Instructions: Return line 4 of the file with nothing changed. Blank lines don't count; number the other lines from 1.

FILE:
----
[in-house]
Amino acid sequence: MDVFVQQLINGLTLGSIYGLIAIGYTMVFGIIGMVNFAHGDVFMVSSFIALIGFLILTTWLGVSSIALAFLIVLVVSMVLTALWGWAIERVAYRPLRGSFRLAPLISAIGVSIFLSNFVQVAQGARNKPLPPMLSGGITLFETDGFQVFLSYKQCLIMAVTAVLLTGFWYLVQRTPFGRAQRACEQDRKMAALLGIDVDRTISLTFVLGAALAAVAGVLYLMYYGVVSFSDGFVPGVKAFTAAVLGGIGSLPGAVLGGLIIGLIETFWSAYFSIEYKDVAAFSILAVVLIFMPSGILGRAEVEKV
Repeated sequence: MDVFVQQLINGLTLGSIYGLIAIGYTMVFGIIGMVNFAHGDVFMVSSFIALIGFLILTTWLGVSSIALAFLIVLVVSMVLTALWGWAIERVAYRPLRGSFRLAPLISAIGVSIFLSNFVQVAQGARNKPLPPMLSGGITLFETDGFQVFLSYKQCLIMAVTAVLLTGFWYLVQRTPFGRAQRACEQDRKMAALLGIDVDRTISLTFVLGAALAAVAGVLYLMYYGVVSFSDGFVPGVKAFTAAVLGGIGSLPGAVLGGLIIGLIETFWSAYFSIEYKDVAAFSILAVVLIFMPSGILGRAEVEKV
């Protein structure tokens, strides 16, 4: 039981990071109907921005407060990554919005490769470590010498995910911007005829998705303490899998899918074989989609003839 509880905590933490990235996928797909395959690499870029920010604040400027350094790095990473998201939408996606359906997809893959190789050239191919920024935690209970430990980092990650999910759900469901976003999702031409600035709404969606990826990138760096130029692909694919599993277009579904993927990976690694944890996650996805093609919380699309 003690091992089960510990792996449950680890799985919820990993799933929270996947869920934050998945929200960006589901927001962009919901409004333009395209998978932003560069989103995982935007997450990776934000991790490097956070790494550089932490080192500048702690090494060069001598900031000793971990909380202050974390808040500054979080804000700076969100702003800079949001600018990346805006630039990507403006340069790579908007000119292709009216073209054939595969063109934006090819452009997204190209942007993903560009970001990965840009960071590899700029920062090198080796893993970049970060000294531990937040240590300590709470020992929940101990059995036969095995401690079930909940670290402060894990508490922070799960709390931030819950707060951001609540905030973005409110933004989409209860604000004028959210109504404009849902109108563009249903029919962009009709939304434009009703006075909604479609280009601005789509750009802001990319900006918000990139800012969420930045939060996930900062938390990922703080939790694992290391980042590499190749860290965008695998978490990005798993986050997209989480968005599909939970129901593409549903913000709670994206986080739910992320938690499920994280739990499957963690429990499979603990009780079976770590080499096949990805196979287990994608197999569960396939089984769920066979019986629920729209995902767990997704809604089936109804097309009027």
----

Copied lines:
């Protein structure tokens, strides 16, 4: 039981990071109907921005407060990554919005490769470590010498995910911007005829998705303490899998899918074989989609003839 509880905590933490990235996928797909395959690499870029920010604040400027350094790095990473998201939408996606359906997809893959190789050239191919920024935690209970430990980092990650999910759900469901976003999702031409600035709404969606990826990138760096130029692909694919599993277009579904993927990976690694944890996650996805093609919380699309 003690091992089960510990792996449950680890799985919820990993799933929270996947869920934050998945929200960006589901927001962009919901409004333009395209998978932003560069989103995982935007997450990776934000991790490097956070790494550089932490080192500048702690090494060069001598900031000793971990909380202050974390808040500054979080804000700076969100702003800079949001600018990346805006630039990507403006340069790579908007000119292709009216073209054939595969063109934006090819452009997204190209942007993903560009970001990965840009960071590899700029920062090198080796893993970049970060000294531990937040240590300590709470020992929940101990059995036969095995401690079930909940670290402060894990508490922070799960709390931030819950707060951001609540905030973005409110933004989409209860604000004028959210109504404009849902109108563009249903029919962009009709939304434009009703006075909604479609280009601005789509750009802001990319900006918000990139800012969420930045939060996930900062938390990922703080939790694992290391980042590499190749860290965008695998978490990005798993986050997209989480968005599909939970129901593409549903913000709670994206986080739910992320938690499920994280739990499957963690429990499979603990009780079976770590080499096949990805196979287990994608197999569960396939089984769920066979019986629920729209995902767990997704809604089936109804097309009027």